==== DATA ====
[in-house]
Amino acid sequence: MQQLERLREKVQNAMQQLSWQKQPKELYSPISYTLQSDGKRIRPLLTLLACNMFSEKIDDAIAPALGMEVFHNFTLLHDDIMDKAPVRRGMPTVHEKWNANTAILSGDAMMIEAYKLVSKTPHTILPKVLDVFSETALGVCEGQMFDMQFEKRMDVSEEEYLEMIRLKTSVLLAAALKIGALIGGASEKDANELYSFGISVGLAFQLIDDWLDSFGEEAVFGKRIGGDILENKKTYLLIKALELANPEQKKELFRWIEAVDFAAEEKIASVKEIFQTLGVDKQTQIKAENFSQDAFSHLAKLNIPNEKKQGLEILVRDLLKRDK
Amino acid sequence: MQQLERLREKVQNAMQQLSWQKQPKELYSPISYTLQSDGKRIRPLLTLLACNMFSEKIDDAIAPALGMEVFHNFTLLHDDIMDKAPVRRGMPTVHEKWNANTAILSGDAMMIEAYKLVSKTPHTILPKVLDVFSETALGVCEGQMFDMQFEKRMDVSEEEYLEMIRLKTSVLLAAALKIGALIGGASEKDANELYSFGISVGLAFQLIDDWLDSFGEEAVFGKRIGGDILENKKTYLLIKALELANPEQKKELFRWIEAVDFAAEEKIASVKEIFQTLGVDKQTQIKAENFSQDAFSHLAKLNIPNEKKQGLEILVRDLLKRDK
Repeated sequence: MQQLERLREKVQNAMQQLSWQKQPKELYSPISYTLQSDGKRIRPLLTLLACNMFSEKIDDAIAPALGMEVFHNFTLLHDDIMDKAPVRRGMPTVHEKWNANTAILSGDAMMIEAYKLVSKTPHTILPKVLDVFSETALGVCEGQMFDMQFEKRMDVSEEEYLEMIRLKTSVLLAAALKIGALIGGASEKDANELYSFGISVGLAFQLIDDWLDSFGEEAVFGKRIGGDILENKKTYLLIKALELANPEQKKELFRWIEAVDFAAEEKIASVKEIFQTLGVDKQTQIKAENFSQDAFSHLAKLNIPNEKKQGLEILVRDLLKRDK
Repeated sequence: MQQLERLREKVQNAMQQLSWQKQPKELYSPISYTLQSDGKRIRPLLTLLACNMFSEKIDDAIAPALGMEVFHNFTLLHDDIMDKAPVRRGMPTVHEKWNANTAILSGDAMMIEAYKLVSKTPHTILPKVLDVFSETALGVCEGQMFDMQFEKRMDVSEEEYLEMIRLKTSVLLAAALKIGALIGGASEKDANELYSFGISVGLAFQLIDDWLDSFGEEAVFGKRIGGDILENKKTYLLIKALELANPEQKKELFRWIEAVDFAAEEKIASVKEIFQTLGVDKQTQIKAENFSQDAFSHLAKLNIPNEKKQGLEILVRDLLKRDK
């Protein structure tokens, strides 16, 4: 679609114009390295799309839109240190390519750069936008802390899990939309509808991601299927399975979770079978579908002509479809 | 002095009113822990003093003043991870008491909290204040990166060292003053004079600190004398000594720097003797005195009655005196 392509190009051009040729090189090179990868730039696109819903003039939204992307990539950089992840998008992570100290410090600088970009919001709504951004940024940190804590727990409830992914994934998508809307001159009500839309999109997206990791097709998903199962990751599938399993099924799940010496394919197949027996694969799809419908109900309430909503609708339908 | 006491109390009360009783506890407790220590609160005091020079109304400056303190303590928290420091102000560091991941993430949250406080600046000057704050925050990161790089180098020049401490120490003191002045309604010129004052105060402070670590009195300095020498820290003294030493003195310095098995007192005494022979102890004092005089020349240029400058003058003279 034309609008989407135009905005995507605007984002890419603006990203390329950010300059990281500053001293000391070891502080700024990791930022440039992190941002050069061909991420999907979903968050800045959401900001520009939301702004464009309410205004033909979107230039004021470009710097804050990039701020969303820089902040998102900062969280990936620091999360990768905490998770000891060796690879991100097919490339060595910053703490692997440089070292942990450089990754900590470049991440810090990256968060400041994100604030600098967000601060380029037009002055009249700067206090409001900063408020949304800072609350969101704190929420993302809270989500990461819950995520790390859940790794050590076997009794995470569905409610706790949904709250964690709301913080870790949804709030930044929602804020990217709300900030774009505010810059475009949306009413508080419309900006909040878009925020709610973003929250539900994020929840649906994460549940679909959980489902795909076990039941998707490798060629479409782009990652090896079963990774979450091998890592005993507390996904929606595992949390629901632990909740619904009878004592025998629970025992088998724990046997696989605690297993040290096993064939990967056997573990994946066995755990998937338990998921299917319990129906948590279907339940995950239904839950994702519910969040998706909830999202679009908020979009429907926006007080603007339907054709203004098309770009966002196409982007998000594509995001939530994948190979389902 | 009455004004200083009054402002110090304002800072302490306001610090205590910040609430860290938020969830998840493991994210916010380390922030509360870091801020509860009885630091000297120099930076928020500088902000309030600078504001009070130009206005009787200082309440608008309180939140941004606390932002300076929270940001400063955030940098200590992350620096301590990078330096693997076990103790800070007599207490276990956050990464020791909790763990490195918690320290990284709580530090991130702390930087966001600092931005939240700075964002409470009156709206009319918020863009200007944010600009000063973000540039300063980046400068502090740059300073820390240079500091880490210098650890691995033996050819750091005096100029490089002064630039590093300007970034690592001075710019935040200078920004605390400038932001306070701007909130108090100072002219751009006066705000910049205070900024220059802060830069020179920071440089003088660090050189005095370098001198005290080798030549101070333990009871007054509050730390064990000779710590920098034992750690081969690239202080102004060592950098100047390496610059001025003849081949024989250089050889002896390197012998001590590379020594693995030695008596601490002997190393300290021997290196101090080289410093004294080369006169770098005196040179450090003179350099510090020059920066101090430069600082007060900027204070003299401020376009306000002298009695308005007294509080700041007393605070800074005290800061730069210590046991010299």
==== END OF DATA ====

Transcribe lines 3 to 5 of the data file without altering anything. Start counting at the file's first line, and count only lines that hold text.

Amino acid sequence: MQQLERLREKVQNAMQQLSWQKQPKELYSPISYTLQSDGKRIRPLLTLLACNMFSEKIDDAIAPALGMEVFHNFTLLHDDIMDKAPVRRGMPTVHEKWNANTAILSGDAMMIEAYKLVSKTPHTILPKVLDVFSETALGVCEGQMFDMQFEKRMDVSEEEYLEMIRLKTSVLLAAALKIGALIGGASEKDANELYSFGISVGLAFQLIDDWLDSFGEEAVFGKRIGGDILENKKTYLLIKALELANPEQKKELFRWIEAVDFAAEEKIASVKEIFQTLGVDKQTQIKAENFSQDAFSHLAKLNIPNEKKQGLEILVRDLLKRDK
Repeated sequence: MQQLERLREKVQNAMQQLSWQKQPKELYSPISYTLQSDGKRIRPLLTLLACNMFSEKIDDAIAPALGMEVFHNFTLLHDDIMDKAPVRRGMPTVHEKWNANTAILSGDAMMIEAYKLVSKTPHTILPKVLDVFSETALGVCEGQMFDMQFEKRMDVSEEEYLEMIRLKTSVLLAAALKIGALIGGASEKDANELYSFGISVGLAFQLIDDWLDSFGEEAVFGKRIGGDILENKKTYLLIKALELANPEQKKELFRWIEAVDFAAEEKIASVKEIFQTLGVDKQTQIKAENFSQDAFSHLAKLNIPNEKKQGLEILVRDLLKRDK
Repeated sequence: MQQLERLREKVQNAMQQLSWQKQPKELYSPISYTLQSDGKRIRPLLTLLACNMFSEKIDDAIAPALGMEVFHNFTLLHDDIMDKAPVRRGMPTVHEKWNANTAILSGDAMMIEAYKLVSKTPHTILPKVLDVFSETALGVCEGQMFDMQFEKRMDVSEEEYLEMIRLKTSVLLAAALKIGALIGGASEKDANELYSFGISVGLAFQLIDDWLDSFGEEAVFGKRIGGDILENKKTYLLIKALELANPEQKKELFRWIEAVDFAAEEKIASVKEIFQTLGVDKQTQIKAENFSQDAFSHLAKLNIPNEKKQGLEILVRDLLKRDK